Why celebrate the Dedication of the Lateran Basilica in our liturgy today, November 9th? Because the Lateran Basilica, the “mother of churches”, the first large Christian church building, changed with way Christians came together. The Emperor Constantine built the church after coming to power early in the 4th century. He not only gave Christians freedom to practice their religion, but he built them large churches to worship together. St.John Lateran was the first. Dedicated around 320 AD, you can visit it today.
Roman Christians, at its dedication, must have rejoiced. Less than 20 years before they had experienced fierce persecution as a previous Emperor, Diocletian. tried to wipe them out. Now, a new emperor welcomed them, building them a basilica holding 10,000 people. He built it on property belonging to vanquished enemies, the Laterani family.
Constantine built the church on the southeastern edge of the city, away from the Roman Forum because, while favoring Christianity, he feared antagonizing followers of the traditional religions strongly entrenched in the city. Still, this church was a sign Christianity had arrived.
The basilica honored Christ, the Savior, whom Constantine believed gave him victory over his enemies. Later, St. John the Baptist and St. John the Evangelist were honored here. Their imposing monumental statues, along with the evangelists and doctors of the church, look down from the basilica’s high façade.
A large baptistery, named appropriately for St. John the Baptist, over 1700 years old, faces the Roman forum. For centuries Roman Christians have been baptized here. Conveniently, the baptistery was built over an ancient Roman bath providing good water.
A beautiful Latin inscription above the columns surrounding the baptismal basin and fount says:
Those bound for heaven are born here,
born from holy seed by the Spirit moving on these waters.
Sinners enter this sacred stream and receive new life.
No differences among those born here,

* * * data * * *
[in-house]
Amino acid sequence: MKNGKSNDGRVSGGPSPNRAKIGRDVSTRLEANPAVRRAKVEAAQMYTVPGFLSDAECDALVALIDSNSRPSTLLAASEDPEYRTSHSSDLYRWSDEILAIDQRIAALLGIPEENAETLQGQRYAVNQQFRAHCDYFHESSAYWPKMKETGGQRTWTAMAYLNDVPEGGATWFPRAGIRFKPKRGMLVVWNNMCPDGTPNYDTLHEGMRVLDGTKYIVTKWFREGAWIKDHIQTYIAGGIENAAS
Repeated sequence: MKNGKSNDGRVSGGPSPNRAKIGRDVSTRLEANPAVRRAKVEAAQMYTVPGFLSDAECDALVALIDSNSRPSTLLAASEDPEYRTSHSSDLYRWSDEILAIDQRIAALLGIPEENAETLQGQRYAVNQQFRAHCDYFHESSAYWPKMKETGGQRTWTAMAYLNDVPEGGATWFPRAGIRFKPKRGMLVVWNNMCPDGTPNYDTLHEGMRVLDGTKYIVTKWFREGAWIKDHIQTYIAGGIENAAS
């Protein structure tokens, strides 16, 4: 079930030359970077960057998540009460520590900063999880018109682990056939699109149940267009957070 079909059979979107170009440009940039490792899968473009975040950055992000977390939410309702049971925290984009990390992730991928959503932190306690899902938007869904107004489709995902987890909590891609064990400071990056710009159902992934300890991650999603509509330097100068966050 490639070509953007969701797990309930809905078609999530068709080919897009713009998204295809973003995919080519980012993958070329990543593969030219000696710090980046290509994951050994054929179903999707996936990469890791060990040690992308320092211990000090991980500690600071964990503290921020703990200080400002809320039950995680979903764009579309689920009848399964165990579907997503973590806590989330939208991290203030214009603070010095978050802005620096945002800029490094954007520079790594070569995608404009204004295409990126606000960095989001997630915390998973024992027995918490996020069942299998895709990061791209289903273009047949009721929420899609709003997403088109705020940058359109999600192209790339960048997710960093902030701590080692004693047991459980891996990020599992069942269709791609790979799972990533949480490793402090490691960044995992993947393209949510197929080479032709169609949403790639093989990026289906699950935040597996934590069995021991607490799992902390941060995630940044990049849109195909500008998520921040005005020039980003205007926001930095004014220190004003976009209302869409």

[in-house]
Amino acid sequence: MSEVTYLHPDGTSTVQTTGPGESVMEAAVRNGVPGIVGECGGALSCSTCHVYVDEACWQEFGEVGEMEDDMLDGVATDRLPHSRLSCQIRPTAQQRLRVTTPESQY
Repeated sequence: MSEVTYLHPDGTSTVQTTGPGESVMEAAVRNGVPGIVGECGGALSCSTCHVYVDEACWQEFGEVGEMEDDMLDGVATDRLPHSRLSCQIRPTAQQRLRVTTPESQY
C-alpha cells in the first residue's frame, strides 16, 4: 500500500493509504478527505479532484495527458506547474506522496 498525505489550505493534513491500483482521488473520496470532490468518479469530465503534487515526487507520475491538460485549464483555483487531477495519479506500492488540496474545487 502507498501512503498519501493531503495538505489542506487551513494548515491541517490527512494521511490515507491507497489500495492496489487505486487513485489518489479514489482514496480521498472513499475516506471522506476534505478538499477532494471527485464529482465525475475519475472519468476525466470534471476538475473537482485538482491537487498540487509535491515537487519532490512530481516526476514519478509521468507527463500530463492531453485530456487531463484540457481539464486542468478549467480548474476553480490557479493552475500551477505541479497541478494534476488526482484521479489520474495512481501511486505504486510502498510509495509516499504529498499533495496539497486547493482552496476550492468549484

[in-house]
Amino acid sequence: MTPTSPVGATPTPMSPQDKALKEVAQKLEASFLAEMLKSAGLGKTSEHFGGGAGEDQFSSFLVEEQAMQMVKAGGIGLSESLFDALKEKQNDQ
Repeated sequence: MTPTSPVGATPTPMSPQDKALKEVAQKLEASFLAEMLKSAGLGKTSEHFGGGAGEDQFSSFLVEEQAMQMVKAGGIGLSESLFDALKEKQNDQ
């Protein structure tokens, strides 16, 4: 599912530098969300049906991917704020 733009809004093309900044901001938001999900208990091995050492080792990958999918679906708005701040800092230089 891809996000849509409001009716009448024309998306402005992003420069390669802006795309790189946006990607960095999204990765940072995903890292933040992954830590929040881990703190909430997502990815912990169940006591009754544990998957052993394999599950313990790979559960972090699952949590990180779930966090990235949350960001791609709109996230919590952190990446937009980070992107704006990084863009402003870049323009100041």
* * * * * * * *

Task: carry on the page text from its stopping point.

they’re one, sharing one Spirit and one faith.
The Spirit gives children to our Mother, the Church, in these waters.
So be washed from your own sins and those of your ancestors.
Christ’s wounds are a life-giving fountain washing the whole world.
The kingdom of heaven is coming, eternal life is coming.
Don’t be afraid to come and be born a Christian.
As the central worship place for the Roman church, the Lateran Basilica became the pope’s church. Until the 15th century, the popes resided next to it. Important church councils were held here charting the course to the future. Important Christian relics were venerated here. Christian pilgrims, for example, came to this site to kneel on the steps that Jesus walked, the Scala Sancta. The church is a Christian history book.
The site suffered because it was located on Rome’s southeastern limits. As the city’s population shrunk and the empire’s fortunes faded in the dark ages, the area became isolated and depopulated, an easy prey for invading armies. Fires and earthquakes left it in ruins many times over the years.
Finally, in the 15th century the popes decided to move their principal residence and offices to the Vatican, on the other side of the city, better defended and growing in popularity. Even today, though, the Lateran Basilica remains Rome’s principal church.
Tides of change keep washing over the church, as we see so well here at the Lateran. Constantine’s promised political status passed away. In today’s world the church has no armies, no territories or extensive financial resources.
The Lateran Basilica offers an image of change. The large basilica still brings many people together: that’s what churches are for. Paul described the church as a body in his Letter to the Romans: “As in one body we have many members, and all the members do not have the same function, so we, though many, are one body in Christ, and individually members one of another.” (Romans12, 4-5)
Celebrating the Dedication of the Lateran Basilica, we thank God for freedom of worship we have and ask that it be granted to those without it. We’re called to welcome all into our house. “My house shall be called a house of prayer for many nations” (Isaiah)
But I also wonder. Why are so many of our young people turning away from a church as a place to get married, bring their children for baptism, pray? This feast makes us ask those questions too.